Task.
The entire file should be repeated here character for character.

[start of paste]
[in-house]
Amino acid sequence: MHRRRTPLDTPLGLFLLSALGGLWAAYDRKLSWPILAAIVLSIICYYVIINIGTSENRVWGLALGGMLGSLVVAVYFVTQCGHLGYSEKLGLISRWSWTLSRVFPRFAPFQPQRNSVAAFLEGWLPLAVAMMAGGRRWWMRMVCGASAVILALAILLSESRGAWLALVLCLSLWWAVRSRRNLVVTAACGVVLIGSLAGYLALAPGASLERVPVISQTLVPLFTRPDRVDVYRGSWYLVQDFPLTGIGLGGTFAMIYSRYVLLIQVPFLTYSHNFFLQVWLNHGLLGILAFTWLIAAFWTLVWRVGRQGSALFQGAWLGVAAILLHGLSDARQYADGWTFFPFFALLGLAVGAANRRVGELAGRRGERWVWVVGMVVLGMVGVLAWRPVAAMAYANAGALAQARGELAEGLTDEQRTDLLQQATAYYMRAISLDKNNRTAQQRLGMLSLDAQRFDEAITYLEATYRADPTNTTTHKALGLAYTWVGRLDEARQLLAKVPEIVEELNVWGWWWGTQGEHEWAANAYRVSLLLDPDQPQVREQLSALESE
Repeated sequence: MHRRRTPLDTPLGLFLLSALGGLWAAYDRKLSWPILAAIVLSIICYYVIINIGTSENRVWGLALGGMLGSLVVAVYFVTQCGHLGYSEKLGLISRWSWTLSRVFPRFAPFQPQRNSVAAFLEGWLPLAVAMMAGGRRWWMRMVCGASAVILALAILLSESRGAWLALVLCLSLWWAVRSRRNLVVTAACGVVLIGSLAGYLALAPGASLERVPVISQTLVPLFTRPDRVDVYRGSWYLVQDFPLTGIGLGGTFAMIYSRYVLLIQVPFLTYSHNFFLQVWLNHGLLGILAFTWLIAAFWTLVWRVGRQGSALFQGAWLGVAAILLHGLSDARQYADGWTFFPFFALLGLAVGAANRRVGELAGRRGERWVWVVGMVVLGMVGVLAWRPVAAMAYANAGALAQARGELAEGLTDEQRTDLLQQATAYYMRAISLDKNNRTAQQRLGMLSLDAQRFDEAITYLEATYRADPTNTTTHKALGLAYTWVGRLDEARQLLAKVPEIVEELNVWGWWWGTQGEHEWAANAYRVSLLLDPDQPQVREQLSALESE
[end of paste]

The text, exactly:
[in-house]
Amino acid sequence: MHRRRTPLDTPLGLFLLSALGGLWAAYDRKLSWPILAAIVLSIICYYVIINIGTSENRVWGLALGGMLGSLVVAVYFVTQCGHLGYSEKLGLISRWSWTLSRVFPRFAPFQPQRNSVAAFLEGWLPLAVAMMAGGRRWWMRMVCGASAVILALAILLSESRGAWLALVLCLSLWWAVRSRRNLVVTAACGVVLIGSLAGYLALAPGASLERVPVISQTLVPLFTRPDRVDVYRGSWYLVQDFPLTGIGLGGTFAMIYSRYVLLIQVPFLTYSHNFFLQVWLNHGLLGILAFTWLIAAFWTLVWRVGRQGSALFQGAWLGVAAILLHGLSDARQYADGWTFFPFFALLGLAVGAANRRVGELAGRRGERWVWVVGMVVLGMVGVLAWRPVAAMAYANAGALAQARGELAEGLTDEQRTDLLQQATAYYMRAISLDKNNRTAQQRLGMLSLDAQRFDEAITYLEATYRADPTNTTTHKALGLAYTWVGRLDEARQLLAKVPEIVEELNVWGWWWGTQGEHEWAANAYRVSLLLDPDQPQVREQLSALESE
Repeated sequence: MHRRRTPLDTPLGLFLLSALGGLWAAYDRKLSWPILAAIVLSIICYYVIINIGTSENRVWGLALGGMLGSLVVAVYFVTQCGHLGYSEKLGLISRWSWTLSRVFPRFAPFQPQRNSVAAFLEGWLPLAVAMMAGGRRWWMRMVCGASAVILALAILLSESRGAWLALVLCLSLWWAVRSRRNLVVTAACGVVLIGSLAGYLALAPGASLERVPVISQTLVPLFTRPDRVDVYRGSWYLVQDFPLTGIGLGGTFAMIYSRYVLLIQVPFLTYSHNFFLQVWLNHGLLGILAFTWLIAAFWTLVWRVGRQGSALFQGAWLGVAAILLHGLSDARQYADGWTFFPFFALLGLAVGAANRRVGELAGRRGERWVWVVGMVVLGMVGVLAWRPVAAMAYANAGALAQARGELAEGLTDEQRTDLLQQATAYYMRAISLDKNNRTAQQRLGMLSLDAQRFDEAITYLEATYRADPTNTTTHKALGLAYTWVGRLDEARQLLAKVPEIVEELNVWGWWWGTQGEHEWAANAYRVSLLLDPDQPQVREQLSALESE